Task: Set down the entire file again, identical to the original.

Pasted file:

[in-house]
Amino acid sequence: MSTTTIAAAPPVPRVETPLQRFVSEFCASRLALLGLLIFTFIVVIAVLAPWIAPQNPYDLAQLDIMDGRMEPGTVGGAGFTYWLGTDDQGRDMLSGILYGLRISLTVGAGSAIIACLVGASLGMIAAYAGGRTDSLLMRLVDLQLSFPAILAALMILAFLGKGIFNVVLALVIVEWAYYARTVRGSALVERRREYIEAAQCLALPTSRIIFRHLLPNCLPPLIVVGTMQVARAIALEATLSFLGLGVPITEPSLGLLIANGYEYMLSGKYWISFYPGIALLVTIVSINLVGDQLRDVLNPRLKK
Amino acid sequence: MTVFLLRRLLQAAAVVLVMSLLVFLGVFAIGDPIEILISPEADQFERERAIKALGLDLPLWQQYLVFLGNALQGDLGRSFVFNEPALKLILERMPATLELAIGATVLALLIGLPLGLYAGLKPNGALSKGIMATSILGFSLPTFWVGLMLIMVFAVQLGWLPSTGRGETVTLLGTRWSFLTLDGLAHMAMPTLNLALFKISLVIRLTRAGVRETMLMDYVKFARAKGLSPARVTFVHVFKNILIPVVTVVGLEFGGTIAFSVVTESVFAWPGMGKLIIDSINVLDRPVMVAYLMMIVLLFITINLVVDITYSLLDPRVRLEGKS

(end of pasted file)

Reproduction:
[in-house]
Amino acid sequence: MSTTTIAAAPPVPRVETPLQRFVSEFCASRLALLGLLIFTFIVVIAVLAPWIAPQNPYDLAQLDIMDGRMEPGTVGGAGFTYWLGTDDQGRDMLSGILYGLRISLTVGAGSAIIACLVGASLGMIAAYAGGRTDSLLMRLVDLQLSFPAILAALMILAFLGKGIFNVVLALVIVEWAYYARTVRGSALVERRREYIEAAQCLALPTSRIIFRHLLPNCLPPLIVVGTMQVARAIALEATLSFLGLGVPITEPSLGLLIANGYEYMLSGKYWISFYPGIALLVTIVSINLVGDQLRDVLNPRLKK
Amino acid sequence: MTVFLLRRLLQAAAVVLVMSLLVFLGVFAIGDPIEILISPEADQFERERAIKALGLDLPLWQQYLVFLGNALQGDLGRSFVFNEPALKLILERMPATLELAIGATVLALLIGLPLGLYAGLKPNGALSKGIMATSILGFSLPTFWVGLMLIMVFAVQLGWLPSTGRGETVTLLGTRWSFLTLDGLAHMAMPTLNLALFKISLVIRLTRAGVRETMLMDYVKFARAKGLSPARVTFVHVFKNILIPVVTVVGLEFGGTIAFSVVTESVFAWPGMGKLIIDSINVLDRPVMVAYLMMIVLLFITINLVVDITYSLLDPRVRLEGKS